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28 February 2009

On This Date, February 28th

Charles McRay Campbell died on this date 8 years ago. He was born 26 February 1961. His gravemarker in Magnolia Park Cemetery describes him as a "Beloved Son and Brother."

Lucas James Thompson died on this date 3 years ago. He was also buried in Magnolia Park Cemetery.

Magnolia Park is located in Warner Robins, Houston County, Georgia.

Southern Graves Home

23 February 2009

On This Date, February 23rd

Mary Ethel Garner died on this date 45 years ago. She was born 11 August 1893. Mary was buried in Magnolia Park Cemetery; Warner Robins, Houston County, Georgia.

21 February 2009

On the Road Again to Gatlinburg, Tennessee (Road Trip 4 of 5)

I've been thinking lately that it's time to write about road trip #4. Then I remembered -- I already did! I wrote about our trip to Gatlinburg, Tennessee in the post White Oak Flats Cemetery about five months ago. If you missed it the first time, it's new to you!

19 February 2009

Movie: The Ross Family Plot

If you've been following Southern Graves for any amount of time, you probably have figured out I like to video cemeteries. While names and dates are what most people are after when searching in a cemetery, I've always been one who wanted to see a photo. What kind of marker did a particular individual have? Big? Small? Is it well kept, or barely hanging together? Was the inscription easily read, or will it be unreadable this time next year? You know, that sort of thing.

When my latest digital camera gave me the ability to take video clips, I was thrilled. Now I could show people what the cemetery as a whole looked like. Beautifully maintained, or in horrible shape. The stones are often visited, or no one has been there in years. Is the cemetery buried in the woods, is it beside a run-down church, or is it next to a shopping mall? This and more can be seen in a video. Not to mention, just getting the feel of an area is another way to add substance to an individual's or family's history.

My most recent attempt at video was today. With the help of a Christmas present, I am now the proud owner of a Flip Video Camcorder. I can already tell you I really like it. I took it out for a test run at one of my favorite local cemeteries, Rose Hill. I took several clips, and don't think I did a good job on any of them! :-) I definitely need more practise.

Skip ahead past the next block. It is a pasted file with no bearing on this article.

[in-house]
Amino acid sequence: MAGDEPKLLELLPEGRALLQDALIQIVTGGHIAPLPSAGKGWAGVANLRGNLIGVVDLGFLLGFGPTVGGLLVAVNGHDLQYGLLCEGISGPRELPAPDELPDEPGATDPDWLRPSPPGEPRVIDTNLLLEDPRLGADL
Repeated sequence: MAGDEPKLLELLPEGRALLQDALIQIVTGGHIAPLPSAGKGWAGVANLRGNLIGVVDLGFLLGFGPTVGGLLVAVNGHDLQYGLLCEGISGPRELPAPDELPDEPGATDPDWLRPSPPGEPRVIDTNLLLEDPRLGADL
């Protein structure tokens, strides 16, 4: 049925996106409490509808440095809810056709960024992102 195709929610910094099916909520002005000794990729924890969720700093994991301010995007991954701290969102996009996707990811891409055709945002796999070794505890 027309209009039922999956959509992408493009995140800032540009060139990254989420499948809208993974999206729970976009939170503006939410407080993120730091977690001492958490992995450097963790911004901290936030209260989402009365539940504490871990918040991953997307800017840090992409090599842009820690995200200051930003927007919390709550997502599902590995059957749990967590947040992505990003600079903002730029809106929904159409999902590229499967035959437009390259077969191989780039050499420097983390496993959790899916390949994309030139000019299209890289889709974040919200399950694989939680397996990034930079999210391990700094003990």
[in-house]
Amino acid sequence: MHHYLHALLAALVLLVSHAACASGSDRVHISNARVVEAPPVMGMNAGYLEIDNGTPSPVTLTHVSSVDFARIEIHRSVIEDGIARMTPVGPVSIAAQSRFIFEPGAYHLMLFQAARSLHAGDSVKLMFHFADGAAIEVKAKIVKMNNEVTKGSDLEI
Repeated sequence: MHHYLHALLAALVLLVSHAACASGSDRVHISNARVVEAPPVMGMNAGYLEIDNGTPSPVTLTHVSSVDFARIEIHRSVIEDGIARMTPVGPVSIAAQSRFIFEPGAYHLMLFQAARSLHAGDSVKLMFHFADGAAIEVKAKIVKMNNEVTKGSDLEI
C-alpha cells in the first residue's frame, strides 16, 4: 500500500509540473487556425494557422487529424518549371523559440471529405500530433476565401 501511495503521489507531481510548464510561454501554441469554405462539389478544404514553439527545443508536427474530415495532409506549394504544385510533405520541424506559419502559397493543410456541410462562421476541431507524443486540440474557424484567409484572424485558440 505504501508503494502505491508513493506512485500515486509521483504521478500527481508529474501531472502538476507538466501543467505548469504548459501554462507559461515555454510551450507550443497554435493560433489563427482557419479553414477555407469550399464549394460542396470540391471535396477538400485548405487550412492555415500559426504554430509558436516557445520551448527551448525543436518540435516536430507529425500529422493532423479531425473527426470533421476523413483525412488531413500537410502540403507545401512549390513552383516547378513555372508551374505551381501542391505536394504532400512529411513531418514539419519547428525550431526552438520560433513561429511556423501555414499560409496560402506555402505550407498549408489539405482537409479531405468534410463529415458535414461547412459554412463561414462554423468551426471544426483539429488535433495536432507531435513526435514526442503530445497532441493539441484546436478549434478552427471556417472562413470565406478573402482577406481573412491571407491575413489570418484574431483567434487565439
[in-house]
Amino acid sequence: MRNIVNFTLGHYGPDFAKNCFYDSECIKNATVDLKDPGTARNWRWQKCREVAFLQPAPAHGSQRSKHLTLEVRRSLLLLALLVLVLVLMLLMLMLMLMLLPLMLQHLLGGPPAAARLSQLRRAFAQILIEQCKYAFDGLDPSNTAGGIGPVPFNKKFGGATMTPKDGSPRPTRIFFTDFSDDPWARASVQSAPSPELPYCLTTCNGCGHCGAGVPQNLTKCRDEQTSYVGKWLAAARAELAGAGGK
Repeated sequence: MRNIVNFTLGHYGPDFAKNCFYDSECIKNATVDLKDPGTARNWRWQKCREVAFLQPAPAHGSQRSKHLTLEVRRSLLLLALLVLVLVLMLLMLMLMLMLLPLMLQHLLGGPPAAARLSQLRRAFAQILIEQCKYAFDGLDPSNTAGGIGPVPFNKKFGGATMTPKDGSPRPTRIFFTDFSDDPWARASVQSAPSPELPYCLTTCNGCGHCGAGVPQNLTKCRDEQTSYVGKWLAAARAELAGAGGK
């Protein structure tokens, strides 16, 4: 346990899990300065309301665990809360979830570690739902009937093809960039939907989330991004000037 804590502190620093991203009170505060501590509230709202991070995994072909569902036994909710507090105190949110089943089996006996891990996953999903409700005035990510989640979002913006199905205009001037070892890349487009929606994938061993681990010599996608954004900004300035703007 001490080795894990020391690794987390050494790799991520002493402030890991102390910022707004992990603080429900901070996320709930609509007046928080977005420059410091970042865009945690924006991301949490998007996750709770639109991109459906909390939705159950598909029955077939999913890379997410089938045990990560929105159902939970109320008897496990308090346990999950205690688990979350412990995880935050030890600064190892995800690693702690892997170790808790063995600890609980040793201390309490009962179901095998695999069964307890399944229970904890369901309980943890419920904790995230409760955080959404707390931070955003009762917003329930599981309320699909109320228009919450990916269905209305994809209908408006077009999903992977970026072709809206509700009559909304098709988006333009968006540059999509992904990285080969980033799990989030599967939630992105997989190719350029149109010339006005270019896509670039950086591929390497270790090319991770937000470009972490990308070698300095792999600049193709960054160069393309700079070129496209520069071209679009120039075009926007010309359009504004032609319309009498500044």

I am sure of one thing, though. Taking video of small family cemeteries or family plots in large cemeteries is a great thing. It will help preserve the locations of graves in relation to one another (without having to draw detailed maps while at the cemetery) in your files. It should also help when putting this information online at places such as Names in Stone.

I am including my first "cemetery movie" here. Please keep in mind I'm new at this. I already know of several things I can and will improve upon. I'm constantly worried about the length of a video. If it's too long, no one will want to take the time watch it, is the thought running through my head. However, I've already figured out I'm going to have to take my time to get the best results.

Another thing I have to figure out is how to get a better resolution uploaded. The video is clear as a bell on my computer, but it gets grainy when uploaded. Anyone who can help me with that, I'm all ears.

Without further delay, here is the ROSS Family Plot at Rose Hill Cemetery. The plot is in the Central Avenue Division of the cemetery. Rose Hill is located in Macon, Bibb County, Georgia.

18 February 2009

Southern Graves Gets the Kreativ Blogger Award

JoLyn at the Mount Timpanogos Graveyard Rabbit blog gave the Southern Graves blog the Kreativ Blogger Award! Thanks a bunch, JoLyn!

It is now my pleasure to pass the award along to more deserving bloggers. Be sure to visit and show them some love!

Nick at Battlefield Wanderings - I recently discovered Nick's blog, and I really enjoy it. He's a little under the weather right now, but he'll be back posting soon.

Blogging a Dead Horse

Mona at Graveyard Rabbit of Yoknapatawpha County